From everything scientists can determine, Celiac disease is hereditary and will run in families. It can affect children and adults alike. Once the disease becomes active it will continue to manifest itself throughout the remainder of that person’s life. Doctors believe the disease may be triggered by common occurrences in life such as surgical procedures, pregnancy and childbirth, severe emotional trauma or viral infections.

It is believed one out of every 133 people in the United States is affected by this disease. Celiac disease is not an allergy to gluten which can be outgrown. It is an autoimmune disease which can adversely affect one’s life if not treated. Some doctors recommend that everyone in the immediate family of someone diagnosed with Celiac disease be tested since the disease is so prevalent among family members.

If someone has Celiac disease, whether diagnosed or not, continuing to consume gluten can lead to other complications such as anemia, some forms of cancer, and osteoporosis. It is for this reason anyone having a reaction to gluten would want to check with their doctor about the possibility of their having Celiac disease.

What is Gluten Intolerance?

Many people believe Celiac disease and gluten intolerance is the same thing. While those with Celiac disease are intolerant to gluten, it is much more than that. Gluten intolerance can include any sensitivity to gluten no matter how small. So, even though there are some similarities between gluten intolerance and Celiac disease, they aren’t the same thing.

Some people who have intolerance to gluten may test positive to Celiac disease but most don’t test positive. People who are sensitive to gluten but do not have Celiac disease are called Non- Celiac Gluten Sensitive (NCGS). As many as 15% of all people will have some type of sensitivity to gluten but will not be diagnosed with Celiac disease.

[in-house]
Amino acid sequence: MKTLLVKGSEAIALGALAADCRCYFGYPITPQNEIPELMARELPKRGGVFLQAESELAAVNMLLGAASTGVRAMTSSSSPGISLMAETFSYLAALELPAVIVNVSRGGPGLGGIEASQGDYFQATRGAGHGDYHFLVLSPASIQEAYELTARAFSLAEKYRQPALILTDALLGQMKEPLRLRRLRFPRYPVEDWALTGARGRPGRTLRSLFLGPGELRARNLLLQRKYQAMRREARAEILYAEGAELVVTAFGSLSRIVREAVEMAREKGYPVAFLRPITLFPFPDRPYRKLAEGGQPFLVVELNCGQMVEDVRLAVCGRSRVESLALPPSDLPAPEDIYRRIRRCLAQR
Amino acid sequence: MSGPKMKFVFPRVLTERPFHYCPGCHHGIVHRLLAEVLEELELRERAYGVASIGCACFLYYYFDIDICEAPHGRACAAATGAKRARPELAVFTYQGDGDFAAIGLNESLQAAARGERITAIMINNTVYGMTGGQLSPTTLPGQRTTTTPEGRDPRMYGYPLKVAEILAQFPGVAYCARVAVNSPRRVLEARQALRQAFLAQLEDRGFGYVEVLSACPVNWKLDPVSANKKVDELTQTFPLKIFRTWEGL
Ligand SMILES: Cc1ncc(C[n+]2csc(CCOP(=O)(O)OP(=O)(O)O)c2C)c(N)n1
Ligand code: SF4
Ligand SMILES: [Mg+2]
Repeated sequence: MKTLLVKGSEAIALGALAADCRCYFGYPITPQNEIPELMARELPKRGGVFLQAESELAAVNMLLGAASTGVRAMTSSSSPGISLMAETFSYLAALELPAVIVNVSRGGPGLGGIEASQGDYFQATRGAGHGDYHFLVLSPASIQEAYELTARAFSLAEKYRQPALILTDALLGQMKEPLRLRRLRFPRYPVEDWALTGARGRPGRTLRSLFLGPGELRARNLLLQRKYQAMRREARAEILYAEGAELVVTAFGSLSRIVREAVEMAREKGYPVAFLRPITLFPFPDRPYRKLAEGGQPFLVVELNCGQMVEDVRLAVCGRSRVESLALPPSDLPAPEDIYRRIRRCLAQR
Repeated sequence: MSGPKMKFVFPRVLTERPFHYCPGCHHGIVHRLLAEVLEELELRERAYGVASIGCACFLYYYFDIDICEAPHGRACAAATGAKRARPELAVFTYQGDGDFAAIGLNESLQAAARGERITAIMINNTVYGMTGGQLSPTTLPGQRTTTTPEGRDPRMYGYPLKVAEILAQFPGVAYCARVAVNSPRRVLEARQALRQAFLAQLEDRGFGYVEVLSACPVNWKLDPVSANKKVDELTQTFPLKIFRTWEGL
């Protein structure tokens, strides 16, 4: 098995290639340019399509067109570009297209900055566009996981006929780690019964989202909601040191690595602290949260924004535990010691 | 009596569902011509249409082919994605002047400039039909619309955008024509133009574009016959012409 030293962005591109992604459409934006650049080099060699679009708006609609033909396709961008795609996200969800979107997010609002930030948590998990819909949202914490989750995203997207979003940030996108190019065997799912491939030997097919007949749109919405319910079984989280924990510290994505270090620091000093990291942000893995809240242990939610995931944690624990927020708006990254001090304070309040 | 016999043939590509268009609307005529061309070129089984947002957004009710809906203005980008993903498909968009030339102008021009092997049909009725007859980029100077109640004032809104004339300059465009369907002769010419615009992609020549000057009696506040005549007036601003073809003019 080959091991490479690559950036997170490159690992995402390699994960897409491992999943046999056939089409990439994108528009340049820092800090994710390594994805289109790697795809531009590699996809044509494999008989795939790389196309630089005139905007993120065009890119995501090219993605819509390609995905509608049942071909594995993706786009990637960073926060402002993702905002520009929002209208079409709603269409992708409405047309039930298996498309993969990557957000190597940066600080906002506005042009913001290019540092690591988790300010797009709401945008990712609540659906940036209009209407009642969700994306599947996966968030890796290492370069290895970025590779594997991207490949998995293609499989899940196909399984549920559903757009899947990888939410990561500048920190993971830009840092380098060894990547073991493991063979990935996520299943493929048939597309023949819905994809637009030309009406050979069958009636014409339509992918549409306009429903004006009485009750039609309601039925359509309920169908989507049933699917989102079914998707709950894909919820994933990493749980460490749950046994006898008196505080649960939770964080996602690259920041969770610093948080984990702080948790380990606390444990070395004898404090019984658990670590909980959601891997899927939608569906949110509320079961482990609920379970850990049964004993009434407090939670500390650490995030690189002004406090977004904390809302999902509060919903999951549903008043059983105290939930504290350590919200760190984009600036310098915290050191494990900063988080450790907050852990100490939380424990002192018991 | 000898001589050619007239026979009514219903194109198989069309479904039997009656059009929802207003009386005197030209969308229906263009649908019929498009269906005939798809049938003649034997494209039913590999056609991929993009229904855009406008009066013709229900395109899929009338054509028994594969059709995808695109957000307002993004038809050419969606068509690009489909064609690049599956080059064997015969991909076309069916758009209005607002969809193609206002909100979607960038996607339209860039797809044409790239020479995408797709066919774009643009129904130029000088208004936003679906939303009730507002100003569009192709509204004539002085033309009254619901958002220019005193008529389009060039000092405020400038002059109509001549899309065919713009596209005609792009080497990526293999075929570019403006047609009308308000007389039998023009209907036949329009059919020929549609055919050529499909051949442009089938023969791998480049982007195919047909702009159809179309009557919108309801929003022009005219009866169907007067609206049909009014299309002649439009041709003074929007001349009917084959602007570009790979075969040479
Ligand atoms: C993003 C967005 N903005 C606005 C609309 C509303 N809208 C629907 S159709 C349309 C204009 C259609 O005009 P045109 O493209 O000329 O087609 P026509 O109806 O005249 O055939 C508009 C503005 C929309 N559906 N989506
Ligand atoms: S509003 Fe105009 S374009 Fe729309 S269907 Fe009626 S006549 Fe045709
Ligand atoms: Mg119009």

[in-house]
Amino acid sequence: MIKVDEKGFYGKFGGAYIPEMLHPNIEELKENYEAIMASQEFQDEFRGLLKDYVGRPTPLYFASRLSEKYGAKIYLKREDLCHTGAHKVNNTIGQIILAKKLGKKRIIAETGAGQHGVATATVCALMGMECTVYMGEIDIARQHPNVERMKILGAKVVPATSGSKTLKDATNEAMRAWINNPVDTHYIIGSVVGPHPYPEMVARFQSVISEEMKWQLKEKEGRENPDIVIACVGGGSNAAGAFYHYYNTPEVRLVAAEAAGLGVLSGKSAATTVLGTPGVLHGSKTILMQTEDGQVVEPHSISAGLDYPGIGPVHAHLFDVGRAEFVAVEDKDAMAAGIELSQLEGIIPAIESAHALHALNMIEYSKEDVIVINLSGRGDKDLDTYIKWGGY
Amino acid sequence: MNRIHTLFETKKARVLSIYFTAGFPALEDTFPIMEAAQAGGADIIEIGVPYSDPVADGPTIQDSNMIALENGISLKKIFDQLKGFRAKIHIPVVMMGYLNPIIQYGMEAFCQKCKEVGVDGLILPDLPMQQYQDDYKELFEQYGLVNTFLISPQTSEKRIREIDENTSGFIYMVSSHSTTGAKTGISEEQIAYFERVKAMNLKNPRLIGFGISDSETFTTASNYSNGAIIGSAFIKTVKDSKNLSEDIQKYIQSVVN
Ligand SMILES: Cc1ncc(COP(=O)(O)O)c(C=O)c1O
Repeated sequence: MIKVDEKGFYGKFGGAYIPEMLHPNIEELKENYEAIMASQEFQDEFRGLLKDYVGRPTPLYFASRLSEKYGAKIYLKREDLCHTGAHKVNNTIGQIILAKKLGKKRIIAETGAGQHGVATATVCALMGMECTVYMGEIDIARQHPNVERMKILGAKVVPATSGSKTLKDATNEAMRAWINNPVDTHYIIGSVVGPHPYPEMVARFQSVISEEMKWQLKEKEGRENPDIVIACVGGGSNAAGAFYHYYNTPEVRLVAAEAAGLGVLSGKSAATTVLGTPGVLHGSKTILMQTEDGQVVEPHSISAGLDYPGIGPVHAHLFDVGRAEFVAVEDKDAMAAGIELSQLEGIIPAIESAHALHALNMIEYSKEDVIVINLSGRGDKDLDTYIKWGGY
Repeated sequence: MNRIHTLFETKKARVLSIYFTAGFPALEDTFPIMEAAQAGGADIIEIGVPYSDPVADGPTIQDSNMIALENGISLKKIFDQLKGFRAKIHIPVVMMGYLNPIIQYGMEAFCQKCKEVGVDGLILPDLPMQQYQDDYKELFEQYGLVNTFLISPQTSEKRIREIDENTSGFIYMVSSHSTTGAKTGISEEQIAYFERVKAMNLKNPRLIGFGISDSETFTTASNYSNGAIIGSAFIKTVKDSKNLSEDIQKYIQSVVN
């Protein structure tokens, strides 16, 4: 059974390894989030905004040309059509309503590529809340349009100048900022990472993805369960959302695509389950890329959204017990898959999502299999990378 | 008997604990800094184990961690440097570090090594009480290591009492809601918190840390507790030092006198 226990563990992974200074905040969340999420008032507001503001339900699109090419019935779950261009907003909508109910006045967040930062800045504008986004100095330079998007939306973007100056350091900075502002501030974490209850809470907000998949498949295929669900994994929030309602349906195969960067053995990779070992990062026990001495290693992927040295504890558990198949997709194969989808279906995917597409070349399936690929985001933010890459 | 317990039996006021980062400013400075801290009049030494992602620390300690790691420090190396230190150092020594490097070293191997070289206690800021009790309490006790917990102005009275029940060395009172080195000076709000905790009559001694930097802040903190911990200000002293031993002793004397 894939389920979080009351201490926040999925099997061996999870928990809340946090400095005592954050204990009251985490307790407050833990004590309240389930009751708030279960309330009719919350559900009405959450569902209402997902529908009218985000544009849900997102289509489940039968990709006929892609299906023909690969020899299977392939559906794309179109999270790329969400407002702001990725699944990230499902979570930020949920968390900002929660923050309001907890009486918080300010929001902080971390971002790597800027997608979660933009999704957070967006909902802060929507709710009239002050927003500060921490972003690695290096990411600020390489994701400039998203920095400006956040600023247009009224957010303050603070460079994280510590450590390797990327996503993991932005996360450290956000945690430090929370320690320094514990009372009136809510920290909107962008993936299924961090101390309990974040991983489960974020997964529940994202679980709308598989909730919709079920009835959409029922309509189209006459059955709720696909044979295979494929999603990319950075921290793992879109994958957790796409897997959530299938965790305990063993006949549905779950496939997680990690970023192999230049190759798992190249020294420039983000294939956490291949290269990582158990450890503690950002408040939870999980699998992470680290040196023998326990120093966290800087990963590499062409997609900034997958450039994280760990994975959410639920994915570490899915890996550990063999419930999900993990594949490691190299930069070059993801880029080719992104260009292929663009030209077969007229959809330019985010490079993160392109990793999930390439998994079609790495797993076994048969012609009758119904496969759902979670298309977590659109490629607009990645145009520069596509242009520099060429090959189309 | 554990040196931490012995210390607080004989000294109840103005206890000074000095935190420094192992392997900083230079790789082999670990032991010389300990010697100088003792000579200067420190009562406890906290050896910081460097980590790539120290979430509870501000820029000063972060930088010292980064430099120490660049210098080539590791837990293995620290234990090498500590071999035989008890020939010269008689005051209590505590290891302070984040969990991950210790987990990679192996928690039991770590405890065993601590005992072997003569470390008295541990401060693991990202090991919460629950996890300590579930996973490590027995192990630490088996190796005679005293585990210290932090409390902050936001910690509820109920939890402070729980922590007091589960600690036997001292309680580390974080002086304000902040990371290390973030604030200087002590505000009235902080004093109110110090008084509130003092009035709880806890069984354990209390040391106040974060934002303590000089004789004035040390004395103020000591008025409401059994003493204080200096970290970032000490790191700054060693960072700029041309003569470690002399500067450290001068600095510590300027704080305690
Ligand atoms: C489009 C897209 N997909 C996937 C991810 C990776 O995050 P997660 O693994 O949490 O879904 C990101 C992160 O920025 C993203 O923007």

The number of people with diagnosed Celiac disease could be as high as one in every 200 people. For NCGS, the numbers are nearly 30% higher with as many as one in seven people having this condition. The symptoms of either condition, if they go undiagnosed, the potential for damage continues to increase.

What are the Symptoms of Celiac Disease?

It is possible that symptoms of Celiac disease can vary greatly among people with the disease. Obviously there will be some symptoms which are associated with the digestive system but there may be symptoms in other areas.

Infants and children are somewhat easier to diagnose and those symptoms may include, but not be limited to:  Abdominal bloating and pain, chronic diarrhea, vomiting, or constipation. Symptoms may also include pale, foul-smelling, or fatty stool and weight loss. The children can also become irritable.

If a child is not diagnosed properly their body will cease to absorb the nutrients their body needs. This will lead them to be diagnosed as failure to thrive or delayed growth. They may be short compared to their peers and reach puberty much later. They may also have damage to their teeth’s enamel which could lead to problems with their permanent teeth when they come in.

Celiac disease is a multi-symptom, multi-system disease. Rather than having only symptoms associated with their digestive system, adults will experience seemingly non-related symptoms in other parts of their body.

Symptoms of celiac will include, but not be limited to:

  • Arthritis including bone or joint pain
  • Osteoporosis or bone loss
  • Fatigue
  • Unexplained anemia
  • Recurring bloating, abdominal pain or gas
  • Depression or anxiety
  • Tingling or numbness in their hands and feet
  • Missed or cessation of menstrual periods
  • Unexplained weight loss or weight gain
  • Canker sores in the mouth
  • Infertility or spontaneous abortion (miscarriage)
  • Seizures
  • Vitamin K deficiency
  • Dermatitis herpetiformis, an itchy skin rash
  • Behavior changes including depression or irritability
  • Tooth discoloration or loss of enamel which protects the teeth

Not all people with Celiac disease experience these symptoms. This doesn’t mean the disease isn’t wreaking havoc in their body, however. In fact, people with undiagnosed Celiac disease still experience the long-term complications associated with malnutrition. They may become anemic, develop osteoporosis, experience miscarriages, or develop life threatening diseases such as liver disease or cancer of the intestines.